This column was published at The Myanmar Times on Monday, 11 May 2015
There is a natural rush to draw lessons from what has been happening these recent, busy years. It is so unusual for an entrenched military dictatorship to make moves toward political reform that a queue forms for the tutorial.
We are intoxicated by ideas that might apply elsewhere and that could make Myanmar’s tentative success a template for other reforms. We are enticed to ask whether countries synonymous with poor governance – places like the DR Congo, Syria or North Korea – could benefit from what we know about U Thein Sein, the Pyidaungsu Hluttaw, peace agreements and Myanmar’s galloping social change.
Such thoughts offer comfort when so much in the world appears to be hurtling in gloomier directions. The recent period in Myanmar offers a good-news story, admittedly one with more than its share of complex subject matter.
Some of the lessons we hear the most about deal with leadership. We understand that something happened, quietly, in the decade before the political transformation received much public attention. Figures like Thura U Shwe Mann, U Khin Aung Myint and President U Thein Sein were still in uniform then. But they were laying the foundations for a new set of political compacts.
They did so in their own time, and it is often suggested that the devastation of Cyclone Nargis, seven years ago this month, catalysed bolder action. It was at that moment of national impotence that the need for a different political and economic order was hammered home.
Since then, Myanmar has benefited from creative leadership and a big appetite for taking risks. Many have played their part, including ethnic commanders, democratic activists, ordinary bureaucrats and courageous street-level campaigners. Taken together they have responded to an environment shaped by suggestion from on high. There are all manner of subtle indications, in the press, on social media, in body language and grand political re-positioning, that have offered confidence to those understandably wary of the motivations of retired generals.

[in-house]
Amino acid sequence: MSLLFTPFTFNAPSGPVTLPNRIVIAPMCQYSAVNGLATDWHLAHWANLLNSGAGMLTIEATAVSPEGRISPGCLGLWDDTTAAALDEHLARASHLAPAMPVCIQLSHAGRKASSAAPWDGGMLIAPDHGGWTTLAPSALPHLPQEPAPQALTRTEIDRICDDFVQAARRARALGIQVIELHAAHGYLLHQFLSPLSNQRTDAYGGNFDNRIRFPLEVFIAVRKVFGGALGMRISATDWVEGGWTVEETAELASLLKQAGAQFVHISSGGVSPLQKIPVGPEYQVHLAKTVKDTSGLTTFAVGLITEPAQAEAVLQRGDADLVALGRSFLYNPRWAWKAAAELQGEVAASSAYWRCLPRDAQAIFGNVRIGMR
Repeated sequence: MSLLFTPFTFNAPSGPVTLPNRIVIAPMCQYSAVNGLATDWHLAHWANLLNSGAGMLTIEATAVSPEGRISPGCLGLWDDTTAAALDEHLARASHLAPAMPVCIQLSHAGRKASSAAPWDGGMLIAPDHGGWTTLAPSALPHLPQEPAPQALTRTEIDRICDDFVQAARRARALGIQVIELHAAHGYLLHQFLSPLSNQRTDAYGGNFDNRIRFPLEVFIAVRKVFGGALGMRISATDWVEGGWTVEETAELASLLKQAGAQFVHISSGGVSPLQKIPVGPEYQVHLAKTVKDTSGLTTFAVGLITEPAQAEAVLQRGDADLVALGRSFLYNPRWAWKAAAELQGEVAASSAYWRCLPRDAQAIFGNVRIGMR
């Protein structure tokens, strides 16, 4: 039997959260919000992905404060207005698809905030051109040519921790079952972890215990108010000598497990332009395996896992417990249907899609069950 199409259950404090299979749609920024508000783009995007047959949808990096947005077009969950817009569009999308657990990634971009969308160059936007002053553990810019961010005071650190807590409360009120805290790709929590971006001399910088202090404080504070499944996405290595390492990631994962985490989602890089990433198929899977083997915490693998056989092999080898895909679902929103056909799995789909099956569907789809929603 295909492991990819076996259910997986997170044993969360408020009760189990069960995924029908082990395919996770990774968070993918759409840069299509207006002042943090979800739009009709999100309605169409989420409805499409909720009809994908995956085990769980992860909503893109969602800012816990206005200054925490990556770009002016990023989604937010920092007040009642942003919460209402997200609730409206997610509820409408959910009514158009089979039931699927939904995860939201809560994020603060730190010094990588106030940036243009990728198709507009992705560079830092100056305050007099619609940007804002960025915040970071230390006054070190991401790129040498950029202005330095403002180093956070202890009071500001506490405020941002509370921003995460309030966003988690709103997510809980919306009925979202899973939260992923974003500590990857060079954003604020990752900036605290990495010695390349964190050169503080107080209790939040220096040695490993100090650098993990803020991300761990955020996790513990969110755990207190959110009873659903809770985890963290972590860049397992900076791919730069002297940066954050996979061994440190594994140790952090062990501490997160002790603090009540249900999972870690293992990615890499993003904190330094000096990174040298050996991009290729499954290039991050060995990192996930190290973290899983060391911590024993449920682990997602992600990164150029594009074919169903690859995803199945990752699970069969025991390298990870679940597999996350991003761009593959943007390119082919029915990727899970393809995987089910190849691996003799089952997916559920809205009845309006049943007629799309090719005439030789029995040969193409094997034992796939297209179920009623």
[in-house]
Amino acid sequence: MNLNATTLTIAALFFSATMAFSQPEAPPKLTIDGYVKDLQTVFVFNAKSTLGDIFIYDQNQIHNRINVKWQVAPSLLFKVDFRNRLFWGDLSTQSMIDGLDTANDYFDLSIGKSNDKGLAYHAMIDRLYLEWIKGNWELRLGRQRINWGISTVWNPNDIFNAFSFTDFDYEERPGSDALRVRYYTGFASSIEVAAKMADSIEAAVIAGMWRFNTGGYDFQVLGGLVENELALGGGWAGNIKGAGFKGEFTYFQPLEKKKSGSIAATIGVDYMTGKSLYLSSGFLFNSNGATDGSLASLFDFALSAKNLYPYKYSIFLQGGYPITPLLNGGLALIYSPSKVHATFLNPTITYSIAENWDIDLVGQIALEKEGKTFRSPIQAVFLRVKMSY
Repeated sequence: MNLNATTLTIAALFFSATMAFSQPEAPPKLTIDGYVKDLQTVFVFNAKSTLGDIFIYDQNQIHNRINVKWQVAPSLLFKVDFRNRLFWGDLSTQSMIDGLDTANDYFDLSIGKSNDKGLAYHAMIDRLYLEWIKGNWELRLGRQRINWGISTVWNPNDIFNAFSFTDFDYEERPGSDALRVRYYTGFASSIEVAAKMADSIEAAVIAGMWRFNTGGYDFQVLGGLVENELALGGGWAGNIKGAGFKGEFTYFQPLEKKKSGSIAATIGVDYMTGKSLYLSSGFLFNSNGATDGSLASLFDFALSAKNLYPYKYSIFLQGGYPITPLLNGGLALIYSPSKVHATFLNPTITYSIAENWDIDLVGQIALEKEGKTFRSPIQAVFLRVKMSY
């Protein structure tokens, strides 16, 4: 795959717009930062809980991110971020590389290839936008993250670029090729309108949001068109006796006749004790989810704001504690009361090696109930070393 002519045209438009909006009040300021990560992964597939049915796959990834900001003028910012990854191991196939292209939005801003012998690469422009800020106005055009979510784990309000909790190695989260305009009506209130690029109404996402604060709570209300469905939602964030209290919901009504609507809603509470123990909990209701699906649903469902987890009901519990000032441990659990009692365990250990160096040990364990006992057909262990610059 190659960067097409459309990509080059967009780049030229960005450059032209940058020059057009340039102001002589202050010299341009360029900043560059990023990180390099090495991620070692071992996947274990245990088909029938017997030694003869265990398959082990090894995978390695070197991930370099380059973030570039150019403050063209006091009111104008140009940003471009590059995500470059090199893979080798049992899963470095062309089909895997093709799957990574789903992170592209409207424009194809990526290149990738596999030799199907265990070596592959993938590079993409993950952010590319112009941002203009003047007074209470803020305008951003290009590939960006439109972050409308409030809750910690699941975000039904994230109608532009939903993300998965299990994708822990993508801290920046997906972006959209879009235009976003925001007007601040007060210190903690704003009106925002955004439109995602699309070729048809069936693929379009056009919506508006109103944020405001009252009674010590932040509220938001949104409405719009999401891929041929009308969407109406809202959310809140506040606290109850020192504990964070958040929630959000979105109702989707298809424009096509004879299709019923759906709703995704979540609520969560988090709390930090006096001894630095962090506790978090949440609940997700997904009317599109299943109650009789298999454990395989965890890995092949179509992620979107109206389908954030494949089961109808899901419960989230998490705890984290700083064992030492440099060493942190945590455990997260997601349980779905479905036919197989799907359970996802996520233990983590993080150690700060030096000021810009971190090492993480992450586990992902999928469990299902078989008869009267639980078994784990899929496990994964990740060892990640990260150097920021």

It has helped that the new legislatures have found a way of presenting alternatives to executive authority. That the president doesn’t always get his way is taken to mean that the system, whatever its flaws, is now providing spaces for debate and policy competition.
Regardless of whether the hluttaw was originally designed for this purpose – and it seems that it wasn’t – there has been an incremental move toward more ambitious interventions. No doubt the election in 2012 of more than 40 National League for Democracy representatives has made a difference. But they aren’t always the ones who are most outspoken in the chamber.
It tends to be voices from the lesser-known democratic parties and ethnic minorities that make the most regular interventions. They are joined by factions of the Union Solidarity and Development Party also keen to dissent with certain policies, big and small.
We see the challenges of these interactions most clearly in the ethnic faultlines. If Myanmar finally manages to pull together a sustainable national peace agreement, with the historic possibilities that offers, lessons will be claimed on every possible score. Such an agreement will sire hundreds of PhDs, and give life to 10,000 analytical thrusts. Clever treatments of causality will punctuate statements about effective national, regional and global peace-making. It’s to be expected that everyone will want some of the credit.
Yet apportioning credit shouldn’t be the goal of drawing such lessons. It will, instead, be in the hard-headed understanding of what went wrong, and then right – why, for whom, and in what sequence – that will need the most serious attention. Some of these lessons won’t be neat and debates about them will ring with contradiction, and also with self-interest. Such will be the tone of discussion for many years to come.
These discussions will be shaped, most important of all, by the changing social context in Myanmar. People who had never read an uncensored newspaper article now have Facebook feeds flooded with mind-boggling innuendo and speculation.
At 1000 miles a second, the internet can offer up the most remarkable of insights, and is now setting about changing many basic expectations in Myanmar society. Nobody can yet tell whether the political system in its current fragile form will weather all of these new pressures. We see changes also to economic interactions, family structures and gender relations. None of these issues will offer easy lessons. For some, the new Myanmar will in fact prove a cautionary tale, filled with woe, gloom and dire futures.
That people outside Myanmar will be seeking to appreciate its trajectory will be part of the new story too. Getting different perspectives on questions of leadership, institutions, technology and culture will force us to confront our own confidence about how we understand the world and the people who make change happen.
Nicholas Farrelly is is the co-convenor of the Myanmar Update Conference, to be held in Canberra on June 5-6.